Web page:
Master of Arts
To obtain the master’s degree in religious studies, students must complete a total of thirty semester hours: either twenty-seven hours of coursework and a three-hour report; twenty-four hours of coursework and a six-hour thesis; or thirty hours of coursework with no thesis or report. Students who wish to pursue the no-thesis, no-report degree option must obtain approval in advance from the Department of Religious Studies. Prior graduate coursework will be taken into consideration. All students must complete at least eighteen semester hours of graduate coursework in religious studies. No more than six hours of upper-division undergraduate credit may be counted toward the degree. All students must complete a theory and methods course (Religious Studies 383M) and must participate in departmental and concentration colloquia.
Students also complete the core courses required for their area of specialization. Specific course numbers are available from the office of the graduate coordinator.
In addition, in consultation with his or her adviser, each student identifies a related field outside the major field in which to complete six hours of graduate coursework. This coursework may be either from outside the department or in another area of religious studies. The related field must be approved by representatives of the Graduate Studies Committee.
Each student’s progress is reviewed during his or her fourth semester of study by the Graduate Studies Committee. This committee makes one of three recommendations: that the student (1) proceed to the doctoral degree requirements upon satisfactory completion of the master's degree requirements; (2) be reviewed again before proceeding to the doctoral degree requirements; or (3) leave the program.
Doctor of Philosophy
A doctoral student in religious studies must complete sixty semester hours of coursework, including the doctoral seminar in religious studies (Religious Studies 384D), dissertation research and writing courses, and additional courses related to the student’s concentration. Courses taken to complete the master's degree requirements (except for the master's report or thesis) also count toward the total number of hours. Students who enter with a master’s degree from another institution may petition to have up to six hours of coursework (not including the thesis hours) transferred toward the doctoral requirements. While in residence, doctoral students must participate in the departmental and concentration colloquia.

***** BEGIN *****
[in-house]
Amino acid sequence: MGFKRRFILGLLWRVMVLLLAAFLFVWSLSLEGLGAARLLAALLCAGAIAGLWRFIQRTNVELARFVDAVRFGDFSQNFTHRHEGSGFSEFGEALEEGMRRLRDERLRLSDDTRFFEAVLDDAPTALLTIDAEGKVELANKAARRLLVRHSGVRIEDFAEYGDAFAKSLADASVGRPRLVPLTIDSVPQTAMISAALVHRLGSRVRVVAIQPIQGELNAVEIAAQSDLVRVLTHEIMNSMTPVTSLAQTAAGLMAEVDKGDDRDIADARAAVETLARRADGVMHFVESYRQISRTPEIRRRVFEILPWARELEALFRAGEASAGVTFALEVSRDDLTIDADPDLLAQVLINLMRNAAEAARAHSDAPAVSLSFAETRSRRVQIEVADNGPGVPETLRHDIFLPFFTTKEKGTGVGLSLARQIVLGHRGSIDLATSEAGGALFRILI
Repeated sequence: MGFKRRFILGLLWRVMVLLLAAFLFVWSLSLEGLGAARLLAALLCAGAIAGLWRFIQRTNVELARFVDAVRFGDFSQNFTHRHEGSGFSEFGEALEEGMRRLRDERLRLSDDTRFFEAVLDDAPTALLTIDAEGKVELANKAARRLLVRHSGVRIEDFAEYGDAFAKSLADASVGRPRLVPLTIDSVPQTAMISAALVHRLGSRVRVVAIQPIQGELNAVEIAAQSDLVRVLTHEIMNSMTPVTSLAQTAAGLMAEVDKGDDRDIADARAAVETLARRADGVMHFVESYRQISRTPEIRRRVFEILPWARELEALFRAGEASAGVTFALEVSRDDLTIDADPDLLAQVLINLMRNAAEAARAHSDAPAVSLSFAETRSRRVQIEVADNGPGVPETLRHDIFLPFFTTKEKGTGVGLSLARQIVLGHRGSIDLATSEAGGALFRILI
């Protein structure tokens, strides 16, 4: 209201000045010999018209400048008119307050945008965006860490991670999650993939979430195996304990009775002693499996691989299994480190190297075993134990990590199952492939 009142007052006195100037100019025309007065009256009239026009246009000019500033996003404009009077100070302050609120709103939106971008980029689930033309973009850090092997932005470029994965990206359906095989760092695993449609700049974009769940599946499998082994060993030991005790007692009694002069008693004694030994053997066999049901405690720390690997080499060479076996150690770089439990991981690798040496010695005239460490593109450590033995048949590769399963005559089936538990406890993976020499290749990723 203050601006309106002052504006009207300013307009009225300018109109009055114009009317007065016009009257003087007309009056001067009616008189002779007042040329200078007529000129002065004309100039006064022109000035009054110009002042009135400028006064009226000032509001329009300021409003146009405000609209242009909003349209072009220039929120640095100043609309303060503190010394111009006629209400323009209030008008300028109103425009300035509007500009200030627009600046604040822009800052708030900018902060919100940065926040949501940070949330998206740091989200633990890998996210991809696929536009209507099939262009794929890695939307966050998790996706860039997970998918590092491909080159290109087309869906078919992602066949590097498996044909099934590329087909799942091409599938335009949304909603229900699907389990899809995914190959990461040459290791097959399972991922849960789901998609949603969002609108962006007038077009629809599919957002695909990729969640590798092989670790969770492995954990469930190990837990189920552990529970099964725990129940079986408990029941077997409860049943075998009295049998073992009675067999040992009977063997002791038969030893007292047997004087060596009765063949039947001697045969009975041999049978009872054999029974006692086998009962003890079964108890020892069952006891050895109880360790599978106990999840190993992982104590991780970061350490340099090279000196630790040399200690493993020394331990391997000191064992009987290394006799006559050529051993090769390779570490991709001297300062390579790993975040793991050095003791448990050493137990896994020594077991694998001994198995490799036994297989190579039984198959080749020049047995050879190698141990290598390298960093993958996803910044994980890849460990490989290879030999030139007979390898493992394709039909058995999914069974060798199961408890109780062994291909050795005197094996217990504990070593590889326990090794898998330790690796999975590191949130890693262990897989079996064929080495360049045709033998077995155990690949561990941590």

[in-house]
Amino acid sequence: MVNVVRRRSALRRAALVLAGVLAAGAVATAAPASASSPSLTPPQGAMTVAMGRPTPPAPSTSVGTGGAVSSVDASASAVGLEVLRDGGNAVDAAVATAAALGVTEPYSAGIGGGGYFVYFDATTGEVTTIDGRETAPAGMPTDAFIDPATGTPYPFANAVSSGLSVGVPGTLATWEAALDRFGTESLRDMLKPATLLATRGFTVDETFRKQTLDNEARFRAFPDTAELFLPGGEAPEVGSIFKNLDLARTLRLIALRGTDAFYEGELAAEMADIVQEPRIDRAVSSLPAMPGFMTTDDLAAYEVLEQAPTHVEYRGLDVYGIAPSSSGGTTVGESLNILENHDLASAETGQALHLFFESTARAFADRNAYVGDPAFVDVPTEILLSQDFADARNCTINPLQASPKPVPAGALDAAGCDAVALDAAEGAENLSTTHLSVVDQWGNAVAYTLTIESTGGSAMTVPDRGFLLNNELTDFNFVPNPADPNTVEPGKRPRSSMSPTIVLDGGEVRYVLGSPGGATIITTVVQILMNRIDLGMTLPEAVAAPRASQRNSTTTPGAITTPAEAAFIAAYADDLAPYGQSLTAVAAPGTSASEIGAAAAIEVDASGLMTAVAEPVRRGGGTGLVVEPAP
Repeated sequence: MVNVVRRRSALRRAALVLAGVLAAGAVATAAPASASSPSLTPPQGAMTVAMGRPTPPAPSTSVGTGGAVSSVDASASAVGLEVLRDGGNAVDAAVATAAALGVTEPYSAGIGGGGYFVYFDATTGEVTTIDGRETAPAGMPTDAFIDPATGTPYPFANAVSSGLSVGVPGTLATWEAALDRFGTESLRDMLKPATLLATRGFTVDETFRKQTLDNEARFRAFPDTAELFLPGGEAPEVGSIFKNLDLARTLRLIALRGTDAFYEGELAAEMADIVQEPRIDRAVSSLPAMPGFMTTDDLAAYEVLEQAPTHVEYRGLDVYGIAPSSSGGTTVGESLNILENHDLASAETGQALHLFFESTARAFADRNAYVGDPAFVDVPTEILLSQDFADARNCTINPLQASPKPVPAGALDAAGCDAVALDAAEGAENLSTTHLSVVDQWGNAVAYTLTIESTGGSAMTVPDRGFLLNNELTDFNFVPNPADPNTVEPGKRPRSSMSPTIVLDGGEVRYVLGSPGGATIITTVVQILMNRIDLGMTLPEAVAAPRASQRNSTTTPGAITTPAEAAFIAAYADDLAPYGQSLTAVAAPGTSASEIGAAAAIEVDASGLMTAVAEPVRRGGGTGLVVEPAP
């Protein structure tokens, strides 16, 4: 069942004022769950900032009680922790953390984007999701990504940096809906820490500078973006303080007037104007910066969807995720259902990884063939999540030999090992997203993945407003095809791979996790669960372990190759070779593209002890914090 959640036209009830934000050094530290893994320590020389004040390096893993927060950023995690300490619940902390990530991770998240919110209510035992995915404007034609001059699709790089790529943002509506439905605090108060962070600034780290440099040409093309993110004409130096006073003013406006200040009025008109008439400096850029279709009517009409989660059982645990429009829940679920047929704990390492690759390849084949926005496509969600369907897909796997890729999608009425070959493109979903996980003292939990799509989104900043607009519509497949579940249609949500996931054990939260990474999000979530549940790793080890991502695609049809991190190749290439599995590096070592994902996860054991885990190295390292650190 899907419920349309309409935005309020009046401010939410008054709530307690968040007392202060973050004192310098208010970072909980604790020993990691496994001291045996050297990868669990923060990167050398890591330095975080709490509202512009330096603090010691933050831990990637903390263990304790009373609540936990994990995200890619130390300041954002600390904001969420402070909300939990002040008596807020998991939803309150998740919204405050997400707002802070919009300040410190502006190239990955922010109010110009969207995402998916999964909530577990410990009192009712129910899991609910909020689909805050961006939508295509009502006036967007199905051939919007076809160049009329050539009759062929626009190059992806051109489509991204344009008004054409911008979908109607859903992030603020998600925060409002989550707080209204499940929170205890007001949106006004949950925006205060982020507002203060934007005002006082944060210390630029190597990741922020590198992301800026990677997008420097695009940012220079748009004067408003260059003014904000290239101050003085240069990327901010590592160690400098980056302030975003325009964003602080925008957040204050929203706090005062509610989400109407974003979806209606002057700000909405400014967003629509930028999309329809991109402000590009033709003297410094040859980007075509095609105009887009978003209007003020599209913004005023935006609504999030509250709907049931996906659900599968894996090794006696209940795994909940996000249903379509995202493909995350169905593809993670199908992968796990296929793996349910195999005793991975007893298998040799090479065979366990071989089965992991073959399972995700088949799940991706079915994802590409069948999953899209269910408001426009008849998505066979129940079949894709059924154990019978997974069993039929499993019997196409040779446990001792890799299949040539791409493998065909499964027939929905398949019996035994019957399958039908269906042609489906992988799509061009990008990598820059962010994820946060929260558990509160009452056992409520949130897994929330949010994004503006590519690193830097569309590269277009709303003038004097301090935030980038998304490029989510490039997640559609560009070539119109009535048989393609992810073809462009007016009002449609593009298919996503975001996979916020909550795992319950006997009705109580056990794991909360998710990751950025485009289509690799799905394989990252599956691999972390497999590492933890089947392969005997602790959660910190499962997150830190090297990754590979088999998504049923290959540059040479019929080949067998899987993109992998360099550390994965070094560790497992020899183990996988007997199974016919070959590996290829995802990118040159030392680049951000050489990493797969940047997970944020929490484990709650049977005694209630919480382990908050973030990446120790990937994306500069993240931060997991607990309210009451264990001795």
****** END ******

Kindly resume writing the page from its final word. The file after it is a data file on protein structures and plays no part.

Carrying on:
Students enter the program having chosen one of the four areas of concentration. They must fulfill the foreign language requirements for the concentration. In addition, each student identifies a thematic topic that crosses geographical and temporal boundaries and completes other courses necessary for exam preparation. Each student's progress is reviewed at the end of the eighth semester of study, at which time it is normally expected that he or she has been admitted to doctoral candidacy.
To qualify for admission to candidacy for the doctoral degree, students must complete the prescribed course of study in the concentration area and pass qualifying exams in four fields: (1) the major field; (2) the supporting field(s); (3) the thematic field; and (4) the special topic or dissertation field. The exams consist of written essays for each field and an oral defense of the essays. Candidacy is also contingent upon regular participation in the departmental and concentration colloquia, as certified by the graduate adviser. To file for doctoral candidacy, the student must establish a dissertation committee and have a dissertation proposal accepted by the committee. Students then write the dissertation and defend it in a final oral examination before the dissertation committee. Students are expected to write the dissertation, have it approved, and pass the final oral examination within two years of admission to candidacy.